“As the search for justice begins, it is clear, there are few avenues at our disposal,” she added. “That’s why it is crucial that the international community take concrete actions to hold all those responsible to account. We must urgently call upon the United Nations to employ its special procedures and mechanisms to address the death of Aleksei Navalny.”

The Peace and Justice Project, an organization founded by former U.K. Labour Leader Jeremy Corbyn, wrote Friday that “the world is watching an assault on political freedom.”

“From the death of Navalny in Russian custody, to Julian Assange’s U.K. imprisonment, to the thousands of Palestinian political prisoners in Israel, to Modi’s harassment of opponents in India, our duty is to speak up for justice,” the group said.

Yanis Varoufakis, the former Greek finance minister and co-founder of Progressive International, agreed with that statement.

“Precisely,” he responded on social media. “From the genocide of Palestinians to the slow murder of Julian Assange to the eradication of Navalny… universal rights and freedoms are under fire.”

In separate posts about Navalny’s death, Varoufakis said progressives worldwide “need to fight for the right of all people not to be condemned to slow death in solitary confinement” and that his thoughts were with “all political prisoners languishing in jails.”

This story has been updated with a statement from Amnesty International.


Republished from Common Dreams, Feb 16, 2024.



It’s horrific when a political opponent dies in jail. But it’s also never good to be caught on camera attempting a coup in your country with a foreign intel service. Navalny in this video is asking MI6 Officer James William Thomas Ford for $10-20 Million a year to start a color revolution in Russia. This is why he was arrested. And has major implications especially in light of the CIA and MI6 sabotaging the Trump administration. Russia and the U.S. are more alike than you think. Sadly.

As reported earlier by Kristinn Taylor, Russian democracy activist Alexei Navalny, 47, reportedly died in a Soviet era gulag located north of the Arctic Circle on Friday, according to the Russian prison authority. Navalny leaves behind his wife, Yulia Navalnaya, and their two children.

Navalny organized anti-government demonstrations and ran for office to advocate reforms against corruption in Russia, and against President Vladimir Putin and his government.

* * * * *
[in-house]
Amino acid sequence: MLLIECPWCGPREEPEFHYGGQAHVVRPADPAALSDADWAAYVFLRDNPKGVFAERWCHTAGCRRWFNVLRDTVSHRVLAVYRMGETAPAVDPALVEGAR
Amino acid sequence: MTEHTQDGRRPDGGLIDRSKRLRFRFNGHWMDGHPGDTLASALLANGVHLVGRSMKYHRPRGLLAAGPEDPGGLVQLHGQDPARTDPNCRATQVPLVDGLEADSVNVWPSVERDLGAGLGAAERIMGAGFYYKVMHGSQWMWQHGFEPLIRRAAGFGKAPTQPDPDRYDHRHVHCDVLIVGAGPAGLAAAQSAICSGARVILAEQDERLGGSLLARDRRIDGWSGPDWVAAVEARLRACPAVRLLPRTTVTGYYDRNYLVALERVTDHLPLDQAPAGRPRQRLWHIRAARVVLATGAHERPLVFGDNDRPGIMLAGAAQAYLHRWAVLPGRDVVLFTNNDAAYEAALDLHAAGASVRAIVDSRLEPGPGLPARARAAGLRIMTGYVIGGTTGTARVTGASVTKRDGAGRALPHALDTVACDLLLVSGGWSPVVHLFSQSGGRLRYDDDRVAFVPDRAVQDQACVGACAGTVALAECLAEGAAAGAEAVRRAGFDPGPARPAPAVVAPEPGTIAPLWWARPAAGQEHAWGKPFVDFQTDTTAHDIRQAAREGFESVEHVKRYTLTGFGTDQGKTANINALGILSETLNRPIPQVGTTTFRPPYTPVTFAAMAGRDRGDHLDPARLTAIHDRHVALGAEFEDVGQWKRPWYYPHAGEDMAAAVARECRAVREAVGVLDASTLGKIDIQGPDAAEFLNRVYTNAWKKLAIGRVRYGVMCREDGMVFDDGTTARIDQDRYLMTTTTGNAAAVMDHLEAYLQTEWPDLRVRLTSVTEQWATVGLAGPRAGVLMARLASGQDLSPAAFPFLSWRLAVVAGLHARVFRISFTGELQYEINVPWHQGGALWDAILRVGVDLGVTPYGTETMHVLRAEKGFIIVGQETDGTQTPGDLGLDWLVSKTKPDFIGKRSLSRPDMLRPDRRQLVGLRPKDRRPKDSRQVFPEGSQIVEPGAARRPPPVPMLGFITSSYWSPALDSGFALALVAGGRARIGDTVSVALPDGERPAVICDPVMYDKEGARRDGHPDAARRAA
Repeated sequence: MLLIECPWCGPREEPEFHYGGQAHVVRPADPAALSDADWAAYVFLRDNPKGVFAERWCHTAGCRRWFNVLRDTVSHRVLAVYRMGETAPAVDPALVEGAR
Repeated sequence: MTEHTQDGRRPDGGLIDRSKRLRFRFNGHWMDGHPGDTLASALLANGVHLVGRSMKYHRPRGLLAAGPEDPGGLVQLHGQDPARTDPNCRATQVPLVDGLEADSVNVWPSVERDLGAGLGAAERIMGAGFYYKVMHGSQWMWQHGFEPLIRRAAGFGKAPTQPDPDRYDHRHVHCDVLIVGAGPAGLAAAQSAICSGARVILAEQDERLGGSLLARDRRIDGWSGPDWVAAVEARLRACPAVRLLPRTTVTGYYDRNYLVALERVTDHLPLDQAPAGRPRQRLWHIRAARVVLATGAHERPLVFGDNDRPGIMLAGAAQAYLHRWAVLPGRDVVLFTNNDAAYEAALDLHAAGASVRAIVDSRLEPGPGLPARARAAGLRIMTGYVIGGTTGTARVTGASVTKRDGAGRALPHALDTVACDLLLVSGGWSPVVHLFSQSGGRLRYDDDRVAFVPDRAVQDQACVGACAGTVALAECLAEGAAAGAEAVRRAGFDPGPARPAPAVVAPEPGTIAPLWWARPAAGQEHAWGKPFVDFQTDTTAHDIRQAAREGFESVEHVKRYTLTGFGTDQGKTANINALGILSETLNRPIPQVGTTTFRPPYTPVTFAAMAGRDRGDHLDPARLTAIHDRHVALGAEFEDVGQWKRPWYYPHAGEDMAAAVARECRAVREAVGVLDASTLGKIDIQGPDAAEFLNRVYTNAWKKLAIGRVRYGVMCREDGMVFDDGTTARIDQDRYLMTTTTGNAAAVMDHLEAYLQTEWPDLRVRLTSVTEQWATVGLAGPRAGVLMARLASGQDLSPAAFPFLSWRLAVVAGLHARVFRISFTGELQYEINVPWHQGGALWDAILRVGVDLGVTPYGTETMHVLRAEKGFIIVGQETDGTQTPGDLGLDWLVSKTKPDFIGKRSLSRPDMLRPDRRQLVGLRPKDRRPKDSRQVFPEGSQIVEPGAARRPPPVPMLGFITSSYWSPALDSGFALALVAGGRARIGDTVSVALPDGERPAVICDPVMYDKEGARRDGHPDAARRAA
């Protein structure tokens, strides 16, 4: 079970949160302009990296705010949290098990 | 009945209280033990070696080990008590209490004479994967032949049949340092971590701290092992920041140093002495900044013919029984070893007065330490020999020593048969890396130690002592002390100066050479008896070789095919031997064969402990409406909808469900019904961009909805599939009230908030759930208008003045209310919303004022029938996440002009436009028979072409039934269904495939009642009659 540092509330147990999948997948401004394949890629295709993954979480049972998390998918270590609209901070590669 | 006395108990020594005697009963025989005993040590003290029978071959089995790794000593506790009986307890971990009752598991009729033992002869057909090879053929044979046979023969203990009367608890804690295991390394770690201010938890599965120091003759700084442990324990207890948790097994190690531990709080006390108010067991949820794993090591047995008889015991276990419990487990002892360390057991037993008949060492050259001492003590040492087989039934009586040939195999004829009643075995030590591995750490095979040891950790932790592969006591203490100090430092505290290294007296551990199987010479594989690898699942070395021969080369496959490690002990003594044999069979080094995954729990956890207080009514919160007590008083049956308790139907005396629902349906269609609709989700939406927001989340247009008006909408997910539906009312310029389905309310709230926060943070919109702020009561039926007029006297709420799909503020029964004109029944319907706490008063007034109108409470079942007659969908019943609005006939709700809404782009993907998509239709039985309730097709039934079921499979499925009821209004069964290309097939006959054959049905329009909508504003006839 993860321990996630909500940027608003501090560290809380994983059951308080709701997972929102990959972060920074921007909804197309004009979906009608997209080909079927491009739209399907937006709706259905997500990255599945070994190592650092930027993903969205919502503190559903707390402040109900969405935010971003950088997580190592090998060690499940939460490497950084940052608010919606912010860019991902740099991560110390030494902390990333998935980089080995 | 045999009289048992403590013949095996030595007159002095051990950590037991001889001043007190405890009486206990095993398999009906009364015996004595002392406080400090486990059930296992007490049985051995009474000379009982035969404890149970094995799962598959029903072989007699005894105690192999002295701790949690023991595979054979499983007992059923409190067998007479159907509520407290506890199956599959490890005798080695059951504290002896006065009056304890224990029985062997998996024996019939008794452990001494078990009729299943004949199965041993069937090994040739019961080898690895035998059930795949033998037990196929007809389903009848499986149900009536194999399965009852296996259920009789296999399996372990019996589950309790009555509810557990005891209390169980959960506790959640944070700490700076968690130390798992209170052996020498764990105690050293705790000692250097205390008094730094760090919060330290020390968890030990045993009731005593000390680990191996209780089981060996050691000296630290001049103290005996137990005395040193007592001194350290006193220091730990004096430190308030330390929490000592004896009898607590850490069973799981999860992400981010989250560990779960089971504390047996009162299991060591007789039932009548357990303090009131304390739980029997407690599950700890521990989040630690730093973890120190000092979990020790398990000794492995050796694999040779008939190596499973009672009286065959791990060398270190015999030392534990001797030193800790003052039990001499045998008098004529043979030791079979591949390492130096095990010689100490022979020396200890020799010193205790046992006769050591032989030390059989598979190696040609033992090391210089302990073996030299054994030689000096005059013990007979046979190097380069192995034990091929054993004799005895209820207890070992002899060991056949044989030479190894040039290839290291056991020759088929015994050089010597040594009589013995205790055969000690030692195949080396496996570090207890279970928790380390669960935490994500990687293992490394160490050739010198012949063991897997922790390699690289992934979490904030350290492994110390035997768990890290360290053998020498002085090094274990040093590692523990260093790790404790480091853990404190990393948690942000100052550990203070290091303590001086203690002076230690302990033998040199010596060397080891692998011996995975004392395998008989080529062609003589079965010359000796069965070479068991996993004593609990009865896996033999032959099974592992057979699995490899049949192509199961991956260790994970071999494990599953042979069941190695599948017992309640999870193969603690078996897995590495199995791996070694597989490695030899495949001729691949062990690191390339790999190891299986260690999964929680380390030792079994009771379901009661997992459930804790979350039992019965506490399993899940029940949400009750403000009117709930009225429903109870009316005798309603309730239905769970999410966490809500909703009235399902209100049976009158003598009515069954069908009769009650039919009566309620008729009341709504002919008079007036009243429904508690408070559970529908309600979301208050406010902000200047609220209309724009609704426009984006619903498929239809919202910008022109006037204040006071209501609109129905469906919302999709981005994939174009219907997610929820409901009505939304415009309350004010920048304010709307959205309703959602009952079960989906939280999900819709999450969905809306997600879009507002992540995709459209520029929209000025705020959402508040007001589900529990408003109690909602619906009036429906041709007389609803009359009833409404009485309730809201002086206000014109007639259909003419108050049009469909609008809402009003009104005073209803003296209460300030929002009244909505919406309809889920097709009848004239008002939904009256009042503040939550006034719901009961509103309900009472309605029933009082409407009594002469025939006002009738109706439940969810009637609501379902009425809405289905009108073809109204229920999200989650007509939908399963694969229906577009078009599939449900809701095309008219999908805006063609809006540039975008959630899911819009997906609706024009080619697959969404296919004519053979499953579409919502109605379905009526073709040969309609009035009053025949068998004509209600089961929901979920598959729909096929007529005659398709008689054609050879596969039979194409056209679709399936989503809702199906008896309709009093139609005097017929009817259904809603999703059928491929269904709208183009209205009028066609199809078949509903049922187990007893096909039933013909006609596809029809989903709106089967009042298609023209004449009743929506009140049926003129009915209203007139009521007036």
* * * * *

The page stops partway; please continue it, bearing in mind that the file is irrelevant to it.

Earlier today George Papadopoulos tweeted out the inconvenient video of Navalny plotting a revolution with the help of British spies through a top aide.





a spy for MI6?.....

Australian political leaders have labelled Alexei Navalny a “courageous force for democracy” and made clear who they hold responsible for the Russian opposition leader’s reported death. 

Prime Minister Anthony Albanese on Saturday shared his sadness after Russian authorities claimed Mr Navalny died at the “Polar Wolf” Arctic penal colony where he was serving a three-decade sentence.

“Australian mourns the tragic death of Alexei Navalny, a courageous force for democracy in Russia,” Mr Albanese wrote on the social media platform X.





groomed by the CIA.....







please, stella.....

Navalny was an opposition figure, but his investigative journalism exposed the corruption of the ruling elites in Russia,” said Stella Assange.

The wife of WikiLeaks founder and imprisoned journalist Julian Assange said Friday that the reported death of Russian opposition leader Alexei Navalny is “utterly devastating,” pointing to his work uncovering corruption at the highest levels of Russian society.













heroic turd.....

 By Jeremy Kuzmarov -   February 20, 202 Media comparisons of Navalny to Nelson Mandela are totally off-base 

The death of Alexei Navalny at a remote Arctic penal colony is being used to try to sustain U.S. military aid to Ukraine at a time of growing congressional opposition and after the Russians have taken control of Avdiivka, a key battleground in eastern Ukraine.

The bias of the U.S. media was evident in The New York Times Sunday opinion section on February 18, which featured the following headlines on one page: “Florida’s Fraudster and Russia’s Killer,” “The Best Case for U.S. Aid to Ukraine,” and “What We Can Learn from Navalny.”

The “Florida Fraudster” piece, by Maureen Dowd, replicated an earlier accusation made by Dowd right out of the John Birch Society[1] playbook that Donald Trump was a Russian agent.[2] In a 2018 column, Dowd had inanely suggested that Trump gravitated to Vladimir Putin because “Putin reminded Trump of his authoritarian father.”[3]